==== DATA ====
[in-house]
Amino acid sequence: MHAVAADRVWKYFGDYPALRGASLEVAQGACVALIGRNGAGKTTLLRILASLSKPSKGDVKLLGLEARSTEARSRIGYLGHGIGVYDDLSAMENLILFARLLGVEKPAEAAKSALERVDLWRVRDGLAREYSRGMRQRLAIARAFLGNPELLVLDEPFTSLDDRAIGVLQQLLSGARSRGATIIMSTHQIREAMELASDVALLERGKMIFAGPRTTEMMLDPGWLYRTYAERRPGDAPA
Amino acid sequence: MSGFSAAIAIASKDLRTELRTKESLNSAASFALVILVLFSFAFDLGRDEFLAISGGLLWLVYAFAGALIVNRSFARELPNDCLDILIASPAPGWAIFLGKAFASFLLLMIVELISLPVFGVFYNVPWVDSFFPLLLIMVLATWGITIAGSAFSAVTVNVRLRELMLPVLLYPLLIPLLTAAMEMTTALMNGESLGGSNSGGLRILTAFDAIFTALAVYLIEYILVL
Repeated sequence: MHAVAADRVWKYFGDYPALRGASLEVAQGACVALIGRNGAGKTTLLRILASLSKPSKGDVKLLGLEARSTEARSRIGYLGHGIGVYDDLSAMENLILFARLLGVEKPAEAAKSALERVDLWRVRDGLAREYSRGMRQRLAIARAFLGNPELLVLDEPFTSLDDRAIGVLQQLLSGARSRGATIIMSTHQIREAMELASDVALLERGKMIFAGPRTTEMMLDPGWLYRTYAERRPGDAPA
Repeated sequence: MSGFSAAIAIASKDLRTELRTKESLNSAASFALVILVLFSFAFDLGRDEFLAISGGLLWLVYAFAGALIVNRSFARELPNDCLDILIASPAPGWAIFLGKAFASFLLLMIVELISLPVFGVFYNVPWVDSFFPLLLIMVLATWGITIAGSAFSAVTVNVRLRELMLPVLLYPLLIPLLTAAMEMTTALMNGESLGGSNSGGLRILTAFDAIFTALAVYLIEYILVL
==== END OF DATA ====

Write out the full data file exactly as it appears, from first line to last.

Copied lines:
[in-house]
Amino acid sequence: MHAVAADRVWKYFGDYPALRGASLEVAQGACVALIGRNGAGKTTLLRILASLSKPSKGDVKLLGLEARSTEARSRIGYLGHGIGVYDDLSAMENLILFARLLGVEKPAEAAKSALERVDLWRVRDGLAREYSRGMRQRLAIARAFLGNPELLVLDEPFTSLDDRAIGVLQQLLSGARSRGATIIMSTHQIREAMELASDVALLERGKMIFAGPRTTEMMLDPGWLYRTYAERRPGDAPA
Amino acid sequence: MSGFSAAIAIASKDLRTELRTKESLNSAASFALVILVLFSFAFDLGRDEFLAISGGLLWLVYAFAGALIVNRSFARELPNDCLDILIASPAPGWAIFLGKAFASFLLLMIVELISLPVFGVFYNVPWVDSFFPLLLIMVLATWGITIAGSAFSAVTVNVRLRELMLPVLLYPLLIPLLTAAMEMTTALMNGESLGGSNSGGLRILTAFDAIFTALAVYLIEYILVL
Repeated sequence: MHAVAADRVWKYFGDYPALRGASLEVAQGACVALIGRNGAGKTTLLRILASLSKPSKGDVKLLGLEARSTEARSRIGYLGHGIGVYDDLSAMENLILFARLLGVEKPAEAAKSALERVDLWRVRDGLAREYSRGMRQRLAIARAFLGNPELLVLDEPFTSLDDRAIGVLQQLLSGARSRGATIIMSTHQIREAMELASDVALLERGKMIFAGPRTTEMMLDPGWLYRTYAERRPGDAPA
Repeated sequence: MSGFSAAIAIASKDLRTELRTKESLNSAASFALVILVLFSFAFDLGRDEFLAISGGLLWLVYAFAGALIVNRSFARELPNDCLDILIASPAPGWAIFLGKAFASFLLLMIVELISLPVFGVFYNVPWVDSFFPLLLIMVLATWGITIAGSAFSAVTVNVRLRELMLPVLLYPLLIPLLTAAMEMTTALMNGESLGGSNSGGLRILTAFDAIFTALAVYLIEYILVL